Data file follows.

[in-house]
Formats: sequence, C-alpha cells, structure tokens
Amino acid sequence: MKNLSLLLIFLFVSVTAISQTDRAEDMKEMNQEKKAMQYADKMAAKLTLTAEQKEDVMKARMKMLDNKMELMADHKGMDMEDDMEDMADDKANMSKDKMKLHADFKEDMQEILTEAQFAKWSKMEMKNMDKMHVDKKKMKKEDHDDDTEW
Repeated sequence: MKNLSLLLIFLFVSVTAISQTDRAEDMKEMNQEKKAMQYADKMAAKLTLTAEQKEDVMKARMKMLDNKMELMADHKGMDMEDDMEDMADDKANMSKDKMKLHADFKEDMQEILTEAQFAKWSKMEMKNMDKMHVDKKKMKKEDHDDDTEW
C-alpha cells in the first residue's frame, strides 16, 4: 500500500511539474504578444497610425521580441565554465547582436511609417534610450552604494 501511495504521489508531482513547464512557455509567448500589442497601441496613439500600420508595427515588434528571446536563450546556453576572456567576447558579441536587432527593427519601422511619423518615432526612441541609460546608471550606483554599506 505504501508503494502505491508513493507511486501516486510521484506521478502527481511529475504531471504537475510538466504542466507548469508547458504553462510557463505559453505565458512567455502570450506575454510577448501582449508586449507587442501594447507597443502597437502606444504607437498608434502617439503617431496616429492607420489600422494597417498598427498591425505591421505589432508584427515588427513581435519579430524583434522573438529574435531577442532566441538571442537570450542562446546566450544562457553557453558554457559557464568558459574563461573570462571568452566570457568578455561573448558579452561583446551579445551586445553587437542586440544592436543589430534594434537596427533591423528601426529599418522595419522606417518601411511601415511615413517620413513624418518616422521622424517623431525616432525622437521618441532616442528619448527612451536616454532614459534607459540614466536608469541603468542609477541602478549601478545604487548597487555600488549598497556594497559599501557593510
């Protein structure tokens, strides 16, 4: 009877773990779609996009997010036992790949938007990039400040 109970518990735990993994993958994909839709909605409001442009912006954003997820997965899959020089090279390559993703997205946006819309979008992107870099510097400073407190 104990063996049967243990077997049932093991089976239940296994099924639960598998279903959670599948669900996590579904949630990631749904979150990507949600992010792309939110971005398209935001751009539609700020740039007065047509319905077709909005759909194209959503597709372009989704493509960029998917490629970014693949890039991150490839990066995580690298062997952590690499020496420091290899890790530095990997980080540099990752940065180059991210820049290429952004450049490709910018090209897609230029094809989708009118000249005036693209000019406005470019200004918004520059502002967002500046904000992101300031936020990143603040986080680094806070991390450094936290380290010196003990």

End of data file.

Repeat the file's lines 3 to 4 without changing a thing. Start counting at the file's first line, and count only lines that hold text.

Amino acid sequence: MKNLSLLLIFLFVSVTAISQTDRAEDMKEMNQEKKAMQYADKMAAKLTLTAEQKEDVMKARMKMLDNKMELMADHKGMDMEDDMEDMADDKANMSKDKMKLHADFKEDMQEILTEAQFAKWSKMEMKNMDKMHVDKKKMKKEDHDDDTEW
Repeated sequence: MKNLSLLLIFLFVSVTAISQTDRAEDMKEMNQEKKAMQYADKMAAKLTLTAEQKEDVMKARMKMLDNKMELMADHKGMDMEDDMEDMADDKANMSKDKMKLHADFKEDMQEILTEAQFAKWSKMEMKNMDKMHVDKKKMKKEDHDDDTEW